CHARLESTON, W.Va. (AP) — West Virginia’s Republican Senate leaders have answered the call to dramatically slash the state personal income tax by voting to shave 15% off the rate, returning about $600 million to residents. The amount is more than half the state’s budget surplus.
GOP Senate leaders introduced the plan Wednesday and fast-tracked it to a unanimous “yes” vote the same day. They described it as a safer, more measured way to cut taxes than the roadmap put forth by Republican Gov. Jim Justice and approved last month by the West Virginia House of Delegates. That legislation would slice the personal income tax by 30% the first year and 10% in each of the subsequent two years.
Surging energy prices, led by the war in Ukraine, pushed the state’s budget surplus to $1.3 billion at the end of last fiscal year in July, as a tax on coal, natural gas and oil extraction filled government coffers. State leaders have said they expect that revenue to continue increasing. Critics of the proposed tax cuts warn that energy-related revenue is far from guaranteed, with the West Virginia Center on Budget and Policy having said such collections can be “highly volatile.”
Center Executive Director Kelly Allen has also said the state’s surplus has built as West Virginia failed to address “pent up needs,” like public employee shortages that plague state agencies. The state has one of the highest poverty rates in the nation, according to the U.S. Census. After senators announced their plan Wednesday, Allen wrote on Twitter: “Suspending rules to pass a very significant tax bill when most haven’t even seen the legislation yet doesn’t feel deliberative or responsible.”
The bill would return about $600 million to taxpayers amid the state’s current $1 billion surplus.
It’s unclear how the proposal will be received in the House, where leadership has embraced Justice’s more extensive tax cuts. Justice and Senate GOP leadership have clashed over tax cut proposals for nearly two years.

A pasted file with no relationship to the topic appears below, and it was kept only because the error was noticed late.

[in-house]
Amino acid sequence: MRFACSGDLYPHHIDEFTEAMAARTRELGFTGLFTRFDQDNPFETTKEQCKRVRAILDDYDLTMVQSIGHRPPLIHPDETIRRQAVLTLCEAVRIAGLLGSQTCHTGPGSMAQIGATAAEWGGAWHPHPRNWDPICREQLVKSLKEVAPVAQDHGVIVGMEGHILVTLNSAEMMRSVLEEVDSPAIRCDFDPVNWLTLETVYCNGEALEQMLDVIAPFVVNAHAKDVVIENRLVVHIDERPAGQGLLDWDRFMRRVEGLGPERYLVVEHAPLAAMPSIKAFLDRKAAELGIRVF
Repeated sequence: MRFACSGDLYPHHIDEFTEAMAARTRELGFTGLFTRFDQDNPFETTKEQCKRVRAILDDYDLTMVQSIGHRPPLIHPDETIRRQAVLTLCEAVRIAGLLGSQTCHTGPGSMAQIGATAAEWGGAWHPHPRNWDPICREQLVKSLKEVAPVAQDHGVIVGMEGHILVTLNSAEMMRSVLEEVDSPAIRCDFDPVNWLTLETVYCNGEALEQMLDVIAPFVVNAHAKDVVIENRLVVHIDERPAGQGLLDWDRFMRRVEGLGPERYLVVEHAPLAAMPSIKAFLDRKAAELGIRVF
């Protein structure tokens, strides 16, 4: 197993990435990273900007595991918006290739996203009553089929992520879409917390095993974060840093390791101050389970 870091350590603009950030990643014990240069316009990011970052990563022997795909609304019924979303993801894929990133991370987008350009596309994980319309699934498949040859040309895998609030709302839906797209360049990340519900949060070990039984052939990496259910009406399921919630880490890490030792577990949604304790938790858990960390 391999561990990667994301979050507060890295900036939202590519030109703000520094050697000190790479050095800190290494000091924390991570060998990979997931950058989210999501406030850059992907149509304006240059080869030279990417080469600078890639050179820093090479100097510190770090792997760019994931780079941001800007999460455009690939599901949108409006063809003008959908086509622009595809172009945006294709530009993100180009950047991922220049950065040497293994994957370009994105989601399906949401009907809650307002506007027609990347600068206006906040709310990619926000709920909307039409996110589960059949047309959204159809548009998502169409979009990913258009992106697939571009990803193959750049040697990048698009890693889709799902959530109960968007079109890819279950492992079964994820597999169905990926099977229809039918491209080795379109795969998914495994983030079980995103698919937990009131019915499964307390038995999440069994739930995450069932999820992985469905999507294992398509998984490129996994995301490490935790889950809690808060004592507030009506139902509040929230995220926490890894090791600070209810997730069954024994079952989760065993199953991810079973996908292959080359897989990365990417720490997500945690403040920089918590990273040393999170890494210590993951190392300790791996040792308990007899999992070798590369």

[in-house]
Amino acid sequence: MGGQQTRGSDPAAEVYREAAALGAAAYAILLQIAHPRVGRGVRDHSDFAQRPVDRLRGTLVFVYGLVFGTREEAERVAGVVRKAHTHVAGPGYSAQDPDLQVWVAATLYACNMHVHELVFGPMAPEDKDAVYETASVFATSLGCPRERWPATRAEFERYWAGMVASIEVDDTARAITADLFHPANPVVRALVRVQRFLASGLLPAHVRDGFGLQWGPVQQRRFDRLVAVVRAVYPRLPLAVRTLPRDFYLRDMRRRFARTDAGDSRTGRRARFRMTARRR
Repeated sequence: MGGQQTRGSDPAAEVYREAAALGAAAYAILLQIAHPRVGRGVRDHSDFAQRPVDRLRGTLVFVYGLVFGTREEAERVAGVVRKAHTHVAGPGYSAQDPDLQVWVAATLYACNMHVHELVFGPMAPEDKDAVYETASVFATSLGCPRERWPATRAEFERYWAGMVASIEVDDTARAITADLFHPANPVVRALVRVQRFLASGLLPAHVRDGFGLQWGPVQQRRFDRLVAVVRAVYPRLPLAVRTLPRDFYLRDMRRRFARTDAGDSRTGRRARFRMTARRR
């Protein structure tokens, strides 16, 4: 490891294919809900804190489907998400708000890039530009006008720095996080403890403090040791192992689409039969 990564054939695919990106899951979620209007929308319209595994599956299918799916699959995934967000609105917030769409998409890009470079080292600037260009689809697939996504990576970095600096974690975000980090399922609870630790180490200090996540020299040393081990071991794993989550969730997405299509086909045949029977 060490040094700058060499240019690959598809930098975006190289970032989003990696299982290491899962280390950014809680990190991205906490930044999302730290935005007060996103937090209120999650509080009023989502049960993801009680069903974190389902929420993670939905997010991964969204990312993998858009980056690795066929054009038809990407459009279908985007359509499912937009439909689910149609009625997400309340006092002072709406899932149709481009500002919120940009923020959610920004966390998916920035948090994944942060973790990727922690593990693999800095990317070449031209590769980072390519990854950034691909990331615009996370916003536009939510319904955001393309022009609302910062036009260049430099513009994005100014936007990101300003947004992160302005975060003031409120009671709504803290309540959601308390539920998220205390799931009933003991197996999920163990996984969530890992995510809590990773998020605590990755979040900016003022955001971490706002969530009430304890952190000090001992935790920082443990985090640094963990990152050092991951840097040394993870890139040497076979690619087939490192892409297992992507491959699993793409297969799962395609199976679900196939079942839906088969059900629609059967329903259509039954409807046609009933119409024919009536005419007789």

Immediately after the Senate announced the plan, Justice said “it’s got a lot of really good stuff in it,” but did not provide detailed feedback.
“I don’t want to come out and start coming with negotiations and stuff like that until we look a little deeper into the plan,” he said.
Justice has described his proposal as a “West Virginia tsunami” — a first step toward eliminating the personal income tax altogether. He also wants to eliminate the state’s vehicle tax.
In November, West Virginia voters rejected a proposed constitutional amendment that would have given state lawmakers the ability to eliminate a business and inventory tax along with the personal property vehicle tax. Justice, who prefers cutting the income tax instead, toured the state urging voters to reject the November ballot measure, saying it could “harm schools, cities and counties and give companies large tax breaks.”
The Senate’s new plan would start with a 15% personal income tax cut across brackets, but it doesn’t necessarily stop there. Senate Finance Chairman Republican Eric Tarr said the bill contains a trigger that will continue to cut the personal income tax as the state’s economy grows. If and when sales tax collections increase 105% over the previous year, residents would see a dollar-for-dollar reduction equal to the amount of increase, he said. There will be no increase in the sales tax rate.
Democratic Sen. Robert Plymale voted in favor of the bill, describing it as the best tax cut plan Democrats have had put before them. “Tying further income tax reduction to sales tax income is smart,” he said. “Sales tax is a good indicator of true growth.”
The Senate’s proposal also would provide rebates for taxes paid on cars, small businesses and property tax relief for disabled veterans. Those who have a disability rating of 90% or greater from the U.S. Department of Veterans Affairs would qualify for the property tax rebate; small businesses would receive a 50% rebate on taxes paid on inventory and equipment; anyone with a car would qualify for the vehicle tax rebate.
The bill would also eliminate the “marriage penalty,” in which married couples incur a higher tax rate for filing joint taxes.
Republican Majority Leader Tom Takubo called the plan a “safe” way to provide tax relief to “the vast majority of West Virginians.”
“We want to do so in a way that we don’t overspend but we don’t overstep, kind of get out in front of our skis and then get in a situation where we hurt anybody,” he said.
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